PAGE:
“Green energy” and Amazon rain forests

People need to to read things like this before they ignorantly ramble about how great biofuels are.

At the bottom of page one it talks about the possibility of the Amazon rain forest turning into something like a savannah or even a desert. It wouldn’t be the first time human deforestation has caused a vital and robust forest into a desert-like area. You know all those references in the Bible to the cedars of Lebanon? Lebanon used to be absolutely COVERED in the things – massive, ancient trees. They grow in Lebanon, Cyprus, Turkey, and surrounding areas. Today on Cyprus, only small trees up to 25 m tall survive, though Pliny the Elder recorded cedars 40 m tall there. Because of massive deforestation, only small remnants of the once-extensive forests survive. Not only that, but due to hundreds of years of erosion much of the terrain in once-forested areas is now desertized. It took the ancients several millenia to deforest Lebanon… it may only take modern people a few decades to do the same in the Amazon.

It also just happens that deforestation currently accounts for 20% of the world’s carbon emissions – and deforesting the Amazon destroys one of the most important carbon sinks on the planet.

Even the junipers and the cedars of Lebanon
exult over you (the king of Babylon) and say,
“Now that you have been laid low,
no one comes to cut us down.” (Isaiah 14:8, TNIV)

This is not even to go into the potential effects on agriculture being diverted from food to fuel on the ability of the world’s poor to be able to feed themselves. As the article says, A UN food expert has recently called biofuels “a crime against humanity”. Lester Brown of the Earth Policy Institute says that biofuels “pit the 800 million people with cars against the 800 million people with hunger problems” – and that figure of 800 million has been predicted to increase to 1.2 billion in the wake of the growing use of agricultural products as fuel instead of food.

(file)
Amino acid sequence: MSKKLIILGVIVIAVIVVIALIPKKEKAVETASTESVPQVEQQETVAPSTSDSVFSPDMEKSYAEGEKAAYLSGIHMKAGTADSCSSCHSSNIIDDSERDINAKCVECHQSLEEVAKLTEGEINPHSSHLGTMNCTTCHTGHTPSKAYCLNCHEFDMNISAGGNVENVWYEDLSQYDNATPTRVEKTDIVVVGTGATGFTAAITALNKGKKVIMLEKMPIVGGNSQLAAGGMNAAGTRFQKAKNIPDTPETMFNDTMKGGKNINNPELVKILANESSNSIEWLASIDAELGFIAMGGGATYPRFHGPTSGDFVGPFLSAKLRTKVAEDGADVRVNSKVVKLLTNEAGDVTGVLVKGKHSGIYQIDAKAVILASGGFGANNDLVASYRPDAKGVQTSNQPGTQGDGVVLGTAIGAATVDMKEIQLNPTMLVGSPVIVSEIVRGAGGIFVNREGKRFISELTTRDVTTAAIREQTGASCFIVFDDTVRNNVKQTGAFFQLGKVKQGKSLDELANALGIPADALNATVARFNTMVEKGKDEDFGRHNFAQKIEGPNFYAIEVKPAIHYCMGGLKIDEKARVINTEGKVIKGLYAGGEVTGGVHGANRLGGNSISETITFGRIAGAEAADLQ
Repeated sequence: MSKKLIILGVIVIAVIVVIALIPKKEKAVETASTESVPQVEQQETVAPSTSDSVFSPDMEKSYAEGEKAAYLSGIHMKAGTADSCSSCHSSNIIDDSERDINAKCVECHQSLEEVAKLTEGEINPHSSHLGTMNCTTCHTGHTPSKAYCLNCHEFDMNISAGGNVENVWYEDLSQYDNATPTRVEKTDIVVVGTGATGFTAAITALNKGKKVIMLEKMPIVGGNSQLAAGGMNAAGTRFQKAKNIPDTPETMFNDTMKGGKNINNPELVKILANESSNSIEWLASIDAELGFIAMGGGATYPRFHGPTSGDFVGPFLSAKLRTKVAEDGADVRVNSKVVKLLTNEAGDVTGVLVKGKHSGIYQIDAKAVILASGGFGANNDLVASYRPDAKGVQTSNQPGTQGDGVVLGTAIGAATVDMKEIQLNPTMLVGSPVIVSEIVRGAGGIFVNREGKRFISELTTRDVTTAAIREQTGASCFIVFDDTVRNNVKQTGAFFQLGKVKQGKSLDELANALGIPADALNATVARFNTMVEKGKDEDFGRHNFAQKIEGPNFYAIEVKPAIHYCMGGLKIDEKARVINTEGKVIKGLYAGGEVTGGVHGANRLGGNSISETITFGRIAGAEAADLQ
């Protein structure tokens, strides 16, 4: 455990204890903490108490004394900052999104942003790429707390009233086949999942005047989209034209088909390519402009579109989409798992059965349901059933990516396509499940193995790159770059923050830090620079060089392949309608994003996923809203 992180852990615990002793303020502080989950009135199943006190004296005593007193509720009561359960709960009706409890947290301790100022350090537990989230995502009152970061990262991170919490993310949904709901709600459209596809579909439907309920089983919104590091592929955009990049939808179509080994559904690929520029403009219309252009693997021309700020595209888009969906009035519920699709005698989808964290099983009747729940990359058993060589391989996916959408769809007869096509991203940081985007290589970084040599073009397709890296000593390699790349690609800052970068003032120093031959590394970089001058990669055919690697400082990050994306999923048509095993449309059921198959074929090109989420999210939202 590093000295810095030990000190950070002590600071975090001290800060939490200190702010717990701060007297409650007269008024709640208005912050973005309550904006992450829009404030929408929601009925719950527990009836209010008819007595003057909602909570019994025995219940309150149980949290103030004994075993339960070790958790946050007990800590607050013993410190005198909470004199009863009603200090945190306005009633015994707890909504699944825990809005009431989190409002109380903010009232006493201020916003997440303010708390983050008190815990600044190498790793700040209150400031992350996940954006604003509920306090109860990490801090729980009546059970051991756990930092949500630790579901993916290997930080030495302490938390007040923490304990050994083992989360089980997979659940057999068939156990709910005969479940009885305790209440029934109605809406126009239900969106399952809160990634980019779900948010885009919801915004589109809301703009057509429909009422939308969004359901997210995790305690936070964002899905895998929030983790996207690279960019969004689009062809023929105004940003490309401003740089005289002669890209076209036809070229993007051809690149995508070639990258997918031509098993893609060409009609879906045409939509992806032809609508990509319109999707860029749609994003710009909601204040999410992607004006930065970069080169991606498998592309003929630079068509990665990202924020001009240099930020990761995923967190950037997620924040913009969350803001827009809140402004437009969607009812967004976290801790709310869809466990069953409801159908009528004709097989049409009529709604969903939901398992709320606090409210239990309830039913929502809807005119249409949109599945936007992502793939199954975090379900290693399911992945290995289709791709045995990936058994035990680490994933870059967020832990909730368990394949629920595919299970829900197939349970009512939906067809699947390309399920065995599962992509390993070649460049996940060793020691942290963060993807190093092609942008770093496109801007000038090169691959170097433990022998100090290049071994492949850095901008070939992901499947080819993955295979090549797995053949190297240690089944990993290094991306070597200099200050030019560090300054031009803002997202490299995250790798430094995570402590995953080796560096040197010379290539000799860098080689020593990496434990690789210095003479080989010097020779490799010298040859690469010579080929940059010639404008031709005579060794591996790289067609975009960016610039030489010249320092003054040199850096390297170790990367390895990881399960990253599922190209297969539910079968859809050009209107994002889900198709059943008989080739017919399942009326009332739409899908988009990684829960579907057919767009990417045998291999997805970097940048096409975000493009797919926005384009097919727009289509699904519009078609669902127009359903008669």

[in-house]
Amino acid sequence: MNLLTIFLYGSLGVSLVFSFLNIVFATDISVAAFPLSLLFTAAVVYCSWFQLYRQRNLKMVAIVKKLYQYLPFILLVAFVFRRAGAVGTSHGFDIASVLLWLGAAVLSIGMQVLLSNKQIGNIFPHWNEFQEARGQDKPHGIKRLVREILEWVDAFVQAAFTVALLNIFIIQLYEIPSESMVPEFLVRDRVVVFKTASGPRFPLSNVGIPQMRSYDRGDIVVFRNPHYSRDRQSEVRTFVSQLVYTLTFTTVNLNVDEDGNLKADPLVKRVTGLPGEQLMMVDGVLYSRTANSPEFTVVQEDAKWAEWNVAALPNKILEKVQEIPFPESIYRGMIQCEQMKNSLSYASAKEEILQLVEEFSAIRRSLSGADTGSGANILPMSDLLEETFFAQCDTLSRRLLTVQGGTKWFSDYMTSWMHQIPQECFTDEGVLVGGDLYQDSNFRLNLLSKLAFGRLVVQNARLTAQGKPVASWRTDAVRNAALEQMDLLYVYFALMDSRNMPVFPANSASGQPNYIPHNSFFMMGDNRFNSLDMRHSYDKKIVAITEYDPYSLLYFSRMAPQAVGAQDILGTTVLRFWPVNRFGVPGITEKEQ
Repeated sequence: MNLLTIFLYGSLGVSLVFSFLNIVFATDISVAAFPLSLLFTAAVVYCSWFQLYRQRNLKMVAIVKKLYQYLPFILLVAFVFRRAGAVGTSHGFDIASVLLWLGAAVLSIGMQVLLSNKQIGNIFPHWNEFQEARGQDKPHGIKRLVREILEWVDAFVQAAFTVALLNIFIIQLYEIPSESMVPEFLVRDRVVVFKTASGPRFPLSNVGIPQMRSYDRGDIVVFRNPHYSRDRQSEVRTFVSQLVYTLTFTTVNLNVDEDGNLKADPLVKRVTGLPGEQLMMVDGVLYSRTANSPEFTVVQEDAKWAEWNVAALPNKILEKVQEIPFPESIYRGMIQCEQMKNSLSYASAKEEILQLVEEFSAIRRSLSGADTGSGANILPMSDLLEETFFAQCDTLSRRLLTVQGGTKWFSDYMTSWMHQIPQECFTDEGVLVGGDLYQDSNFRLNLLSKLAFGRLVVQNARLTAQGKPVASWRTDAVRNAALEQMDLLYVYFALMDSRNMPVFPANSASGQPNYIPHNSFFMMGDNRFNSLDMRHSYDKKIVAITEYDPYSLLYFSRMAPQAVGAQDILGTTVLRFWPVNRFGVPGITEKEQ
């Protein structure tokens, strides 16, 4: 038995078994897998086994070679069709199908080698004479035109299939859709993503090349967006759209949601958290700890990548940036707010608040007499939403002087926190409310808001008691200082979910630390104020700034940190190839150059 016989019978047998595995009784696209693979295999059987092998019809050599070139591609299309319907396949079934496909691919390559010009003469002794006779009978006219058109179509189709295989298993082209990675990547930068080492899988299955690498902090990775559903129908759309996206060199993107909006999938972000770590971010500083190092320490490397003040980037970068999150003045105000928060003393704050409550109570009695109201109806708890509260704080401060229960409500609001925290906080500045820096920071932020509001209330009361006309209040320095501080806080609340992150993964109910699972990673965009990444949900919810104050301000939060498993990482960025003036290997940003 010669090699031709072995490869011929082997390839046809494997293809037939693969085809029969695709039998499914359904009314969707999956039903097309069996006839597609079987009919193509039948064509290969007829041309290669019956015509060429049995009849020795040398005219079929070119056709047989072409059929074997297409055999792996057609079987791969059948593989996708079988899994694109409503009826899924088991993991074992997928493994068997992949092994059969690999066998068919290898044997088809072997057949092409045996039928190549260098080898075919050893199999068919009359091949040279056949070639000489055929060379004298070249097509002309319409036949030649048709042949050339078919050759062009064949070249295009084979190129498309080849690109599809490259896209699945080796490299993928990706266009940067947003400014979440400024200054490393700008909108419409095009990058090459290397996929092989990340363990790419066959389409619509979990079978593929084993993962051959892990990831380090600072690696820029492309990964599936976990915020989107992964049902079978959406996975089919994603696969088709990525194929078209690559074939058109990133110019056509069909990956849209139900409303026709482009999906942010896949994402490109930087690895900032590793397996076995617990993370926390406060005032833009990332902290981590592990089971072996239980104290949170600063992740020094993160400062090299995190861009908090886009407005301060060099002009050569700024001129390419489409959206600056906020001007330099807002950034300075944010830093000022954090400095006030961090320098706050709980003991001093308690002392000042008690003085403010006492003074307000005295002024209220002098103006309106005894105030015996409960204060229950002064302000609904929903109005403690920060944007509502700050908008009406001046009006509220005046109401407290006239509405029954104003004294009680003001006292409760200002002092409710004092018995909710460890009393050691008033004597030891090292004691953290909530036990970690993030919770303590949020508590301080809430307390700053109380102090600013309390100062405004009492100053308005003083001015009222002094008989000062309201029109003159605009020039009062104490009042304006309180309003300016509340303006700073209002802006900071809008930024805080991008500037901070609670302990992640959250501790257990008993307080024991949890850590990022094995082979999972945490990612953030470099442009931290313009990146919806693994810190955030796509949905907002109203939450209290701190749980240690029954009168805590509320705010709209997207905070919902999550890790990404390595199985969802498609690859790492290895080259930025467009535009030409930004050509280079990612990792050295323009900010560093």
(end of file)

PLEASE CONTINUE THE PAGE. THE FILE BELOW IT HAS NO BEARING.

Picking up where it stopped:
No type of “green consumption” is the answer. As one blogger from Portland, Oregon put it, we need to commit our allegiance to the story that will express God to the world around us.

boldly entering the new world we have created…

Absolution Revolution has moved! You can read this article at http://absolutionrevolution.com/blog/2006/09/28/boldly-entering-the-new-world-we-have-created/

Peak oil, alternative energy sources, infrastructure, and the future of America

Absolution Revolution has moved! You can find this article at http://absolutionrevolution.com/blog/2006/09/14/peak-oil-alternative-energy-sources-infrastructure-and-the-future-of-america/

ABC news story on global warming

Absolution Revolution has moved! You can find this article at http://absolutionrevolution.com/blog/2006/08/29/abc-news-story-on-global-warming/